• In 2014, a business was prosecuted when one of its vehicles did not have a fully functioning handbrake, which caused death. It received a $139,040 penalty.
  • In 2014, a business was prosecuted for a failure to maintain and service brakes, causing death. It received a $99,000 penalty.
  • In 2015, a business was prosecuted for having inadequate reversing systems, causing severe injury. It received a $65,500 penalty.
WHO WILL BE HELD ACCOUNTABLE FOR NON-COMPLIANT VEHICLES?

Almost all businesses and all individuals within those businesses will have criminal liabilities under the health and safety reform. There are a few minor exceptions relating to some volunteer groups and elected officials, but the vast majority of us will have duties and responsibilities.

The extent and likelihood of personal criminal liability depends on an individual’s role. Liability increases for the most senior business leaders who will have explicit duties under the reform as “officers”.

HOW WILL THE REFORM IMPACT BUSINESSES THAT LEASE VEHICLES?

The reform’s impact on vehicle safety will vary from case to case and will be partly informed by whatever future guidelines WorkSafe releases. The circumstances will include the type of activity being undertaken and who WorkSafe might see as being directly responsible for a particular activity. For instance, whether vehicles are owned, leased or the use of personal vehicles is subsidised.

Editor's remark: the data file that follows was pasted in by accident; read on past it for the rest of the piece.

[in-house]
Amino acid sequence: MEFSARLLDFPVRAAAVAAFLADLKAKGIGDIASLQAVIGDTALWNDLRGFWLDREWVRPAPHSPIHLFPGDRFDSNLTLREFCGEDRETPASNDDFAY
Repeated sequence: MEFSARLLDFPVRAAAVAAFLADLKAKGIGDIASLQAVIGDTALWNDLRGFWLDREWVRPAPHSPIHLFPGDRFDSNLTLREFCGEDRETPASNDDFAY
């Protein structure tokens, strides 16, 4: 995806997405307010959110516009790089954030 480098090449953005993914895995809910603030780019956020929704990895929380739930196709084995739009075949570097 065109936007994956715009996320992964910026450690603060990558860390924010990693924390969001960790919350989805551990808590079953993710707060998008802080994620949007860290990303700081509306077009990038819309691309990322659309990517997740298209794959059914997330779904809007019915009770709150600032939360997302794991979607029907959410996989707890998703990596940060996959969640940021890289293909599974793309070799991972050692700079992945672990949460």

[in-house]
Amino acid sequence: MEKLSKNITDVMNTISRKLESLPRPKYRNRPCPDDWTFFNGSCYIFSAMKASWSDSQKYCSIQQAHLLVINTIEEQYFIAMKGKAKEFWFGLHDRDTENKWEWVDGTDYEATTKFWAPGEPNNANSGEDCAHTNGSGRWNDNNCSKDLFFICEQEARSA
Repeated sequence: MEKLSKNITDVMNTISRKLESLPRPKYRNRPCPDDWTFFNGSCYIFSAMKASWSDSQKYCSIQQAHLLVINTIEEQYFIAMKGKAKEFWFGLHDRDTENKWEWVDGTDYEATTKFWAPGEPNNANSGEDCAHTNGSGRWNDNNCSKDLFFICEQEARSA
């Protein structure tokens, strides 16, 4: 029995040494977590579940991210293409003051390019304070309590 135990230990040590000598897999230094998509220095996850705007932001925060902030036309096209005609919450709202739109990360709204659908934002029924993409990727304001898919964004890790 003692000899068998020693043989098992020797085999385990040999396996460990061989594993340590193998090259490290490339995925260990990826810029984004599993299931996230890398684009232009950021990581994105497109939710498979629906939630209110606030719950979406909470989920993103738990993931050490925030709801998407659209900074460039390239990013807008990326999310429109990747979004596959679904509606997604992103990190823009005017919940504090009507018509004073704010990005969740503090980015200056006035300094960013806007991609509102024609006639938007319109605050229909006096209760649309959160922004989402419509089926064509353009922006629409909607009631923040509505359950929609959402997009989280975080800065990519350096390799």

Regardless of what steps are outlined in guidance material, the broader obligation will be underpinned by overarching legal tests to ensure that an adequate standard of health and safety is reached. Any number of steps may therefore be required to satisfy WorkSafe, depending on the activity being undertaken.

SO HOW CAN BUSINESSES GET REFORM READY?

The reform will create new obligations that relate to all aspects of an organisation’s business including, but not specific to, vehicle safety (ie new due diligence obligations on certain senior managers, or “officers”, worker participation practices and obligations on organisations, or “PCBUs” to coordinate, cooperate and communicate with one another). Yoogo will release further information on these general obligations in due course.

In relation to vehicle safety, it would be a good time for any business that has a fleet (whether owned, leased or subsidised) to reassess the risks and hazards associated with the business’s activities in light of the reform’s increased risk profile. While you cannot outsource your health and safety responsibilities, seeking expert assistance can be particularly useful where expert services and technology are more efficient or where the necessary resources are not available in-house. Contracting expert services will not shield businesses from all potential health and safety liability, but can put in place processes for businesses to minimise their risks.